An electron-mediated CO2-to-chemical conversion system is regarded as one of the effective solutions for the depletion of fossil fuels and the accumulation of atmospheric CO2. In this process, the protons and electrons generated from the water-oxidation reaction at an anode are used during the reduction of CO2 at a cathode, in order to produce high-value hydrocarbon chemicals. Therefore, water oxidation is also a key reaction for the overall electron-mediated CO2-to-chemical conversion. In this work, a facile preparation method is developed for a highly efficient water oxidation electrocatalyst which stably operates in a neutral bicarbonate electrolyte optimized for CO2-reduction conditions. Ni-rich cratered structures were spontaneously formed on the stainless steel surface by harsh electro-oxidation, and the chemical composition changes of Fe and Ni on the catalyst surface dramatically enhance water-oxidation activity showing an overpotential value of 504 mV at 10 mA cm-2 in a CO2-saturated bicarbonate electrolyte. In contrast to a severe degradation in the phosphate electrolyte, the cratered stainless-steel (CSS) catalyst is very stable for an 18 h reaction in the bicarbonate electrolyte. Surface spectroscopic analyses of CSS consistently revealed that the active-surface structure of the NiOOH and adsorbed water molecules is remarkably stable throughout water-oxidation in the neutral bicarbonate electrolyte, while the destruction of Ni structures by the phosphate electrolyte is proposed to cause concomitant activity loss for water oxidation.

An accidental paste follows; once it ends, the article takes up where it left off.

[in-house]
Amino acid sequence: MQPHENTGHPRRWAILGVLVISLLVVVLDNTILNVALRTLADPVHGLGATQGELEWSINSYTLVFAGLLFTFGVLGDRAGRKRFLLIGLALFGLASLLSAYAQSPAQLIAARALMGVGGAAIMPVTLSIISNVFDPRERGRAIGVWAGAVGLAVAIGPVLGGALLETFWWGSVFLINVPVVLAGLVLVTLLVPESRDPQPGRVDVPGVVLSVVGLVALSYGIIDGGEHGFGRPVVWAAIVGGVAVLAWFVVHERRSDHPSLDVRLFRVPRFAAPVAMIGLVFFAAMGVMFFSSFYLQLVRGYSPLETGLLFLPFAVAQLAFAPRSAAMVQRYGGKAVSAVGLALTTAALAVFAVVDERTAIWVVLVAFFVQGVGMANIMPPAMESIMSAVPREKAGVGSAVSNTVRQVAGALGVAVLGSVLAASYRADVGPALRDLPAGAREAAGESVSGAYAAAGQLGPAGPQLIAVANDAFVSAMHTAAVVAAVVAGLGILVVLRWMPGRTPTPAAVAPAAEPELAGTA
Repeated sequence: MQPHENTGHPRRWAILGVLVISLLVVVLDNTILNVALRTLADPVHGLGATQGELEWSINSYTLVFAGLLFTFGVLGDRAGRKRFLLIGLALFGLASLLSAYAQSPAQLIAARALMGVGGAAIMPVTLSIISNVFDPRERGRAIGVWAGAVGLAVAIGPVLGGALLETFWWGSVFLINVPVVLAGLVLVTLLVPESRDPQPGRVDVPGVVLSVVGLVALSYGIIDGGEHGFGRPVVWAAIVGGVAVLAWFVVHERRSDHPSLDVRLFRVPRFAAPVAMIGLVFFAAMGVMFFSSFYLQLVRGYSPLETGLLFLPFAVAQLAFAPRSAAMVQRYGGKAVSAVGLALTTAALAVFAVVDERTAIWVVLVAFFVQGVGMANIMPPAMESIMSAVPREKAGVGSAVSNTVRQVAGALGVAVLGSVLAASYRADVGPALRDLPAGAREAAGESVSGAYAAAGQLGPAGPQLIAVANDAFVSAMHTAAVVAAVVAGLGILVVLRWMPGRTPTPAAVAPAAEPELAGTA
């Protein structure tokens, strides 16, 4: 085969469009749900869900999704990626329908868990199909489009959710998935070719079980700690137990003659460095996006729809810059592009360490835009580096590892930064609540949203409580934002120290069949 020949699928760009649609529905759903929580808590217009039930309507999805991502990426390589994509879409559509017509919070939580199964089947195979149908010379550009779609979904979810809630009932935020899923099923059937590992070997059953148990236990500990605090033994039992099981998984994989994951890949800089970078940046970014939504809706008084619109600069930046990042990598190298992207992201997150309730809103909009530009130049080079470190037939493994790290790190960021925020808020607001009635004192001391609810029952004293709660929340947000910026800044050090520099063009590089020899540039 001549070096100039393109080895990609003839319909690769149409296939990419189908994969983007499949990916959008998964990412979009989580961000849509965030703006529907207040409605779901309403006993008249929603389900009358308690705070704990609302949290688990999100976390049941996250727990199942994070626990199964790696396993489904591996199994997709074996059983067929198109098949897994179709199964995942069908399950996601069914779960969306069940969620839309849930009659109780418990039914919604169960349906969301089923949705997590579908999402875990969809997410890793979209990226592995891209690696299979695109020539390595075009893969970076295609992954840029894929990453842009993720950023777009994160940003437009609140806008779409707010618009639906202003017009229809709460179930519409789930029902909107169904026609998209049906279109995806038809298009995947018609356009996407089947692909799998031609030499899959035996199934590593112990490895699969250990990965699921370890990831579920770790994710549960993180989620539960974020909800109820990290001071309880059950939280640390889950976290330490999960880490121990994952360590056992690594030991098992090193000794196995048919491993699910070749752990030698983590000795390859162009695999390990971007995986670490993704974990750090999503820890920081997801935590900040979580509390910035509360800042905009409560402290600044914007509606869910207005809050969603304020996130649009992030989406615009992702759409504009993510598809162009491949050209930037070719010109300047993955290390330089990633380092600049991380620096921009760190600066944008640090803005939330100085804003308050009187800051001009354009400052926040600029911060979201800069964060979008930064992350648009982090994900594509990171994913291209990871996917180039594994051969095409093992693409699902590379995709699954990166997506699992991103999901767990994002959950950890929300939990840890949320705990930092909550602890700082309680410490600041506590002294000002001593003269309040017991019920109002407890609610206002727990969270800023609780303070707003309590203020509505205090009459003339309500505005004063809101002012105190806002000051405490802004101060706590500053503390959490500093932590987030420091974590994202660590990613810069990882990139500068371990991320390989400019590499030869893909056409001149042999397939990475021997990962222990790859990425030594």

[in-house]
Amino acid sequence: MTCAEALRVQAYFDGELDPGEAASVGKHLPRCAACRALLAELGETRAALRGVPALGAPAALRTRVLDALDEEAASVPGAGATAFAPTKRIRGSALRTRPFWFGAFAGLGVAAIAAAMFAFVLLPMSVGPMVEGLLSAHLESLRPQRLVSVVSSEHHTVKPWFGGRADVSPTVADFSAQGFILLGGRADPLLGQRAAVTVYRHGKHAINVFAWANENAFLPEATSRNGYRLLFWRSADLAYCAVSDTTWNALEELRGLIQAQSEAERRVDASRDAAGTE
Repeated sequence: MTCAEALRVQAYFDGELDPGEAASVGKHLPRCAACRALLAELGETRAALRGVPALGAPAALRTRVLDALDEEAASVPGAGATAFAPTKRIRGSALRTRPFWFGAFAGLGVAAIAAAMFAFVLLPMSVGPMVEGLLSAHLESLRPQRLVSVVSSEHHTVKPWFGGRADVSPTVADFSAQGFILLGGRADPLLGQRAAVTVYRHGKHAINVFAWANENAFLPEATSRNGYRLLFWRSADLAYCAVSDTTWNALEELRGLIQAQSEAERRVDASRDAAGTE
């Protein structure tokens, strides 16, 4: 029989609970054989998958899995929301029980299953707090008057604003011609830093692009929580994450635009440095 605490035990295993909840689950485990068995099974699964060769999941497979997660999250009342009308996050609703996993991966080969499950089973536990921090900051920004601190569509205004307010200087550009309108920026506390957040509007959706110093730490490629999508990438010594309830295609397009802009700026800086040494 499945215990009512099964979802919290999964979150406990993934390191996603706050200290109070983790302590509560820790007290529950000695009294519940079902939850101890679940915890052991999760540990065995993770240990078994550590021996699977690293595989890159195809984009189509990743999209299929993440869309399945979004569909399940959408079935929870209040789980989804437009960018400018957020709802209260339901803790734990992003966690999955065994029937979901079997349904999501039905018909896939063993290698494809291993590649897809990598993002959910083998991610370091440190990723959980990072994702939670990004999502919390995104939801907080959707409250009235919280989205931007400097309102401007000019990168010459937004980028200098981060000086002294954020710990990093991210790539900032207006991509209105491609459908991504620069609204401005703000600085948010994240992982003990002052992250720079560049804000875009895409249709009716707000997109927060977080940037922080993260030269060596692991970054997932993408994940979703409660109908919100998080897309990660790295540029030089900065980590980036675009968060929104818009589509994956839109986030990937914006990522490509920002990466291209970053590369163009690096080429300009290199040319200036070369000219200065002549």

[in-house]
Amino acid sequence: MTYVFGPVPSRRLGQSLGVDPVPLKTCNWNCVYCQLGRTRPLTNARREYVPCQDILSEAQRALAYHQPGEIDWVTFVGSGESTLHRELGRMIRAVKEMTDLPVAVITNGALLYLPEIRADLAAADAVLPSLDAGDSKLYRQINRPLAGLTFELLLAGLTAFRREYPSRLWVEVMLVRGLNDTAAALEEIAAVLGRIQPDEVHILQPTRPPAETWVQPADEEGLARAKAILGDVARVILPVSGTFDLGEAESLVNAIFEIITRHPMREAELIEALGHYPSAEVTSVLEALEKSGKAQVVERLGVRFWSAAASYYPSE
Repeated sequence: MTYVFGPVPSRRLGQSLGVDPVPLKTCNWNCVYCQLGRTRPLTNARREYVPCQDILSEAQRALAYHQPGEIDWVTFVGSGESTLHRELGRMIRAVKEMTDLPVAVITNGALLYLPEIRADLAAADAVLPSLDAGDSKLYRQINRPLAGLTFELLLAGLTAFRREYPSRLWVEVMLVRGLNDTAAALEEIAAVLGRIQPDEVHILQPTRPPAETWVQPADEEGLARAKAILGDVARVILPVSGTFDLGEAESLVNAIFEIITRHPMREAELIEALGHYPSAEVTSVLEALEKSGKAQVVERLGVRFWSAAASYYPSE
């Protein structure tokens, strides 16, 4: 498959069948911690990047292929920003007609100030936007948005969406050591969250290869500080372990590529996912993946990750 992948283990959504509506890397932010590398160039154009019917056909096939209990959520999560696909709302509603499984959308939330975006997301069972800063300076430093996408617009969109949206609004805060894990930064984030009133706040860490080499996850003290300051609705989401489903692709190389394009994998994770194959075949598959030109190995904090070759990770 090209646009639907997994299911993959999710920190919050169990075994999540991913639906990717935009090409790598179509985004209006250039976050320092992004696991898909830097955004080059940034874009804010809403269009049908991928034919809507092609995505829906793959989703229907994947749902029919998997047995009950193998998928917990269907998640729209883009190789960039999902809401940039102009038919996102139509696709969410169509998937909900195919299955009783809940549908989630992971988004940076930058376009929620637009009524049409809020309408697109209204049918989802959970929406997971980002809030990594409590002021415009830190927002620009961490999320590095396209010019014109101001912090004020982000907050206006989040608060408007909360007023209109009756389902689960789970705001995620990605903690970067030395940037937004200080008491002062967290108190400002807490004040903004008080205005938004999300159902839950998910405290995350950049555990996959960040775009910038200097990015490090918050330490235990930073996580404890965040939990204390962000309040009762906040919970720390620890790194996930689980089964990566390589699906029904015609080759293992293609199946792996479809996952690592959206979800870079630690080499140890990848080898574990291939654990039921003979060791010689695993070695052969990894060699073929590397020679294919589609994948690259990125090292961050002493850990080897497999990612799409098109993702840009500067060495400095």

ASJC Scopus subject areas
- Renewable Energy, Sustainability and the Environment
- Materials Science(all)